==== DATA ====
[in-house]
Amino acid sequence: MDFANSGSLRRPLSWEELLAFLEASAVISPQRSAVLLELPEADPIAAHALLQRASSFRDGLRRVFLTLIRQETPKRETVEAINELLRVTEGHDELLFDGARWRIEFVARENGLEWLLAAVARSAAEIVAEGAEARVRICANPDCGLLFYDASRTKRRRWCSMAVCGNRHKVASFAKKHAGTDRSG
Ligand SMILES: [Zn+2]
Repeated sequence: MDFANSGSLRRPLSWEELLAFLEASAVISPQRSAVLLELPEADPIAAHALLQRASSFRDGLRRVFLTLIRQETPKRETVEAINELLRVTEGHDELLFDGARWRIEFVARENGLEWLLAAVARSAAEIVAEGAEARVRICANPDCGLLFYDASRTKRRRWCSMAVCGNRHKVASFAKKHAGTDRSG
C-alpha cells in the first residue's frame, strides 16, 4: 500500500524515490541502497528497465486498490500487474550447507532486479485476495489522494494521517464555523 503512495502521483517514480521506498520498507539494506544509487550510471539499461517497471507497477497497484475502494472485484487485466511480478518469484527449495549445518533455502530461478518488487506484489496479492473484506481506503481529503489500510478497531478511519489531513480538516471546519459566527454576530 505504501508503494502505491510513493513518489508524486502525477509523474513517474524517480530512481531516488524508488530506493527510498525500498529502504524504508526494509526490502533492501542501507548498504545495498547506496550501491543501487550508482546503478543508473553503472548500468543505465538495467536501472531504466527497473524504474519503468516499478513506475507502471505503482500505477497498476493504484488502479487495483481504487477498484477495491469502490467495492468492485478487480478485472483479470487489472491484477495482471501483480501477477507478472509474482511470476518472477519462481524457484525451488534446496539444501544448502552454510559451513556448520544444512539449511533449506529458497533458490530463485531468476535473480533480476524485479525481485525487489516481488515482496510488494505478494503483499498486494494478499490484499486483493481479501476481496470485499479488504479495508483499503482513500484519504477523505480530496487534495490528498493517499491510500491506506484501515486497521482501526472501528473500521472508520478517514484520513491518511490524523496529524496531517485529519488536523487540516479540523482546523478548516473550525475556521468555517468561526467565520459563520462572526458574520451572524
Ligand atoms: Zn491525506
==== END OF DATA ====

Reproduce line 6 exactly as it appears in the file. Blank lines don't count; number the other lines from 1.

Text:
Ligand atoms: Zn491525506